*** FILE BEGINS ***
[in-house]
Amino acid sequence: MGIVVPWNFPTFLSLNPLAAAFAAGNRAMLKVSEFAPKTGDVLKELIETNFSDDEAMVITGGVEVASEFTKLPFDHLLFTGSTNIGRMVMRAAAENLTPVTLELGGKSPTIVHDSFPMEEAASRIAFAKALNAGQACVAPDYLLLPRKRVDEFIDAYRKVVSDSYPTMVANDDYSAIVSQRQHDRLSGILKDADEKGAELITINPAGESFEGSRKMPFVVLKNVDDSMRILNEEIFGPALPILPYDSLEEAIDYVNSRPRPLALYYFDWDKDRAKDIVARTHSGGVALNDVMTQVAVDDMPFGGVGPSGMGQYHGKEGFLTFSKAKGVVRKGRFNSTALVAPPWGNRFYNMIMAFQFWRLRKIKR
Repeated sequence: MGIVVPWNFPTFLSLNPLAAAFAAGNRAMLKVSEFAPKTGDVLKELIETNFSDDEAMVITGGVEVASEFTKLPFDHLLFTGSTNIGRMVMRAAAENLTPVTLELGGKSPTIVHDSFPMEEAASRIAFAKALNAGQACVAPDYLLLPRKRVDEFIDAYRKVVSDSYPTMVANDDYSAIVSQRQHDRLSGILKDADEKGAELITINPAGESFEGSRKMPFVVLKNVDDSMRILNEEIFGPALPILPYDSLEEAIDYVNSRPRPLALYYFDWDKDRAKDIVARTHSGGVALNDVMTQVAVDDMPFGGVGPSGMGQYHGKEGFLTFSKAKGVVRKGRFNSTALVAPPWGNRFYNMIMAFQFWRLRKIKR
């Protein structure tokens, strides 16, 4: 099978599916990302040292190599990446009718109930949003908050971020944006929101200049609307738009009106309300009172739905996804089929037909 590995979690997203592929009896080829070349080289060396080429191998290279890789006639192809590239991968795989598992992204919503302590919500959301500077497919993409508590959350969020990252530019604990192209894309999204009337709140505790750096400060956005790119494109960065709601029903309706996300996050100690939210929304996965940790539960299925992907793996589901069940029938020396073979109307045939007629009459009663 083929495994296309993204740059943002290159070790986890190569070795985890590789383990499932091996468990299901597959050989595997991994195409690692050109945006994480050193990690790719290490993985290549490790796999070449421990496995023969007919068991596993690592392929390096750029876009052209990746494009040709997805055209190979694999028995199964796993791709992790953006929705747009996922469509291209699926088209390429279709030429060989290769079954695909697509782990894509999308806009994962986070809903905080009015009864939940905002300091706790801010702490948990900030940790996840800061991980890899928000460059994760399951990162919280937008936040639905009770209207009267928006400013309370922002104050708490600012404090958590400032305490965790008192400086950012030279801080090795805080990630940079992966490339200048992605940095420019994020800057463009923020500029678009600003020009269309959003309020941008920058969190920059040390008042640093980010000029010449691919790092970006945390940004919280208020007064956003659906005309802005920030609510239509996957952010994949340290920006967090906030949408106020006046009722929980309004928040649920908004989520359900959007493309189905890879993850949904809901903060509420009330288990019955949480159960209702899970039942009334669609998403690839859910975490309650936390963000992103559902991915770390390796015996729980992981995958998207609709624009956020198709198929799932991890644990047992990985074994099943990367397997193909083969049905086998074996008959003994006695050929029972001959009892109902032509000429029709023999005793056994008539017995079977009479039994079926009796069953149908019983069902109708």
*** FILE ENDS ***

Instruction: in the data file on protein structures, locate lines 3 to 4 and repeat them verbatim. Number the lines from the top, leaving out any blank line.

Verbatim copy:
Repeated sequence: MGIVVPWNFPTFLSLNPLAAAFAAGNRAMLKVSEFAPKTGDVLKELIETNFSDDEAMVITGGVEVASEFTKLPFDHLLFTGSTNIGRMVMRAAAENLTPVTLELGGKSPTIVHDSFPMEEAASRIAFAKALNAGQACVAPDYLLLPRKRVDEFIDAYRKVVSDSYPTMVANDDYSAIVSQRQHDRLSGILKDADEKGAELITINPAGESFEGSRKMPFVVLKNVDDSMRILNEEIFGPALPILPYDSLEEAIDYVNSRPRPLALYYFDWDKDRAKDIVARTHSGGVALNDVMTQVAVDDMPFGGVGPSGMGQYHGKEGFLTFSKAKGVVRKGRFNSTALVAPPWGNRFYNMIMAFQFWRLRKIKR
């Protein structure tokens, strides 16, 4: 099978599916990302040292190599990446009718109930949003908050971020944006929101200049609307738009009106309300009172739905996804089929037909 590995979690997203592929009896080829070349080289060396080429191998290279890789006639192809590239991968795989598992992204919503302590919500959301500077497919993409508590959350969020990252530019604990192209894309999204009337709140505790750096400060956005790119494109960065709601029903309706996300996050100690939210929304996965940790539960299925992907793996589901069940029938020396073979109307045939007629009459009663 083929495994296309993204740059943002290159070790986890190569070795985890590789383990499932091996468990299901597959050989595997991994195409690692050109945006994480050193990690790719290490993985290549490790796999070449421990496995023969007919068991596993690592392929390096750029876009052209990746494009040709997805055209190979694999028995199964796993791709992790953006929705747009996922469509291209699926088209390429279709030429060989290769079954695909697509782990894509999308806009994962986070809903905080009015009864939940905002300091706790801010702490948990900030940790996840800061991980890899928000460059994760399951990162919280937008936040639905009770209207009267928006400013309370922002104050708490600012404090958590400032305490965790008192400086950012030279801080090795805080990630940079992966490339200048992605940095420019994020800057463009923020500029678009600003020009269309959003309020941008920058969190920059040390008042640093980010000029010449691919790092970006945390940004919280208020007064956003659906005309802005920030609510239509996957952010994949340290920006967090906030949408106020006046009722929980309004928040649920908004989520359900959007493309189905890879993850949904809901903060509420009330288990019955949480159960209702899970039942009334669609998403690839859910975490309650936390963000992103559902991915770390390796015996729980992981995958998207609709624009956020198709198929799932991890644990047992990985074994099943990367397997193909083969049905086998074996008959003994006695050929029972001959009892109902032509000429029709023999005793056994008539017995079977009479039994079926009796069953149908019983069902109708």